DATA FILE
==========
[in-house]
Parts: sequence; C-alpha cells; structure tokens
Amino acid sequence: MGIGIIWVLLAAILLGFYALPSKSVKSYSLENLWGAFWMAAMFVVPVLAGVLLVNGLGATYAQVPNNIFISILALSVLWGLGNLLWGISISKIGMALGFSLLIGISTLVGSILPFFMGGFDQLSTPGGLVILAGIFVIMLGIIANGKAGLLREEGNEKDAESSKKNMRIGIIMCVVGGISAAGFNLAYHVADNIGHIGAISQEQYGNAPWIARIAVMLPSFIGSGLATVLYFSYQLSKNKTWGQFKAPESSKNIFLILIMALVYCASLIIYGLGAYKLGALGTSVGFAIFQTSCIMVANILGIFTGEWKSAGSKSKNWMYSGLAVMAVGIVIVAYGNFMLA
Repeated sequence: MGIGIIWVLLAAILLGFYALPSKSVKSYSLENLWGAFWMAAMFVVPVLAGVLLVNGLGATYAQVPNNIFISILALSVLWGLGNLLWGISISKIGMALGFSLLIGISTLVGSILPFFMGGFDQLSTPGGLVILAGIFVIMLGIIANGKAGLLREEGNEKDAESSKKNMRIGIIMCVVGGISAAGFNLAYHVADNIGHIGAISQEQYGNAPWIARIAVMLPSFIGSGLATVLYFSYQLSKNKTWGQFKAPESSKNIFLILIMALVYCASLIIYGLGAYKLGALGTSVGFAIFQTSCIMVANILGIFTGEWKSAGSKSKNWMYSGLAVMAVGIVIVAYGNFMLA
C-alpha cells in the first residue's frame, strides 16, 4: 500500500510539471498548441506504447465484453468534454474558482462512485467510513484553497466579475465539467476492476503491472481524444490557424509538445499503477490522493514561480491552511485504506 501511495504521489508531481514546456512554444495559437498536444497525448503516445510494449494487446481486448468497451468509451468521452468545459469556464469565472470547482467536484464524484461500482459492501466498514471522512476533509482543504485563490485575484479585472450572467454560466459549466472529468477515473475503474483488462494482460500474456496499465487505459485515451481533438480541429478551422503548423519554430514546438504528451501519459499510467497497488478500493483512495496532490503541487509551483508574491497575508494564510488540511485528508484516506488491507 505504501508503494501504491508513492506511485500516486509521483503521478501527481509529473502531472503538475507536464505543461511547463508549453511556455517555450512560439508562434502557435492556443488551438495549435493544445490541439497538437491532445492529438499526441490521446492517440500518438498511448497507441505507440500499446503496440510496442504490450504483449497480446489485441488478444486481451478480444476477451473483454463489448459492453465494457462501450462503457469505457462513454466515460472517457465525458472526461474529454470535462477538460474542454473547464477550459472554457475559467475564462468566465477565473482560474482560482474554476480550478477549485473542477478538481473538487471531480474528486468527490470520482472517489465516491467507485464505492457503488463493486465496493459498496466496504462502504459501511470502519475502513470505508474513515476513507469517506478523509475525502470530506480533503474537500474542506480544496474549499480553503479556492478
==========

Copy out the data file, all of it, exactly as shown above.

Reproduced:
[in-house]
Parts: sequence; C-alpha cells; structure tokens
Amino acid sequence: MGIGIIWVLLAAILLGFYALPSKSVKSYSLENLWGAFWMAAMFVVPVLAGVLLVNGLGATYAQVPNNIFISILALSVLWGLGNLLWGISISKIGMALGFSLLIGISTLVGSILPFFMGGFDQLSTPGGLVILAGIFVIMLGIIANGKAGLLREEGNEKDAESSKKNMRIGIIMCVVGGISAAGFNLAYHVADNIGHIGAISQEQYGNAPWIARIAVMLPSFIGSGLATVLYFSYQLSKNKTWGQFKAPESSKNIFLILIMALVYCASLIIYGLGAYKLGALGTSVGFAIFQTSCIMVANILGIFTGEWKSAGSKSKNWMYSGLAVMAVGIVIVAYGNFMLA
Repeated sequence: MGIGIIWVLLAAILLGFYALPSKSVKSYSLENLWGAFWMAAMFVVPVLAGVLLVNGLGATYAQVPNNIFISILALSVLWGLGNLLWGISISKIGMALGFSLLIGISTLVGSILPFFMGGFDQLSTPGGLVILAGIFVIMLGIIANGKAGLLREEGNEKDAESSKKNMRIGIIMCVVGGISAAGFNLAYHVADNIGHIGAISQEQYGNAPWIARIAVMLPSFIGSGLATVLYFSYQLSKNKTWGQFKAPESSKNIFLILIMALVYCASLIIYGLGAYKLGALGTSVGFAIFQTSCIMVANILGIFTGEWKSAGSKSKNWMYSGLAVMAVGIVIVAYGNFMLA
C-alpha cells in the first residue's frame, strides 16, 4: 500500500510539471498548441506504447465484453468534454474558482462512485467510513484553497466579475465539467476492476503491472481524444490557424509538445499503477490522493514561480491552511485504506 501511495504521489508531481514546456512554444495559437498536444497525448503516445510494449494487446481486448468497451468509451468521452468545459469556464469565472470547482467536484464524484461500482459492501466498514471522512476533509482543504485563490485575484479585472450572467454560466459549466472529468477515473475503474483488462494482460500474456496499465487505459485515451481533438480541429478551422503548423519554430514546438504528451501519459499510467497497488478500493483512495496532490503541487509551483508574491497575508494564510488540511485528508484516506488491507 505504501508503494501504491508513492506511485500516486509521483503521478501527481509529473502531472503538475507536464505543461511547463508549453511556455517555450512560439508562434502557435492556443488551438495549435493544445490541439497538437491532445492529438499526441490521446492517440500518438498511448497507441505507440500499446503496440510496442504490450504483449497480446489485441488478444486481451478480444476477451473483454463489448459492453465494457462501450462503457469505457462513454466515460472517457465525458472526461474529454470535462477538460474542454473547464477550459472554457475559467475564462468566465477565473482560474482560482474554476480550478477549485473542477478538481473538487471531480474528486468527490470520482472517489465516491467507485464505492457503488463493486465496493459498496466496504462502504459501511470502519475502513470505508474513515476513507469517506478523509475525502470530506480533503474537500474542506480544496474549499480553503479556492478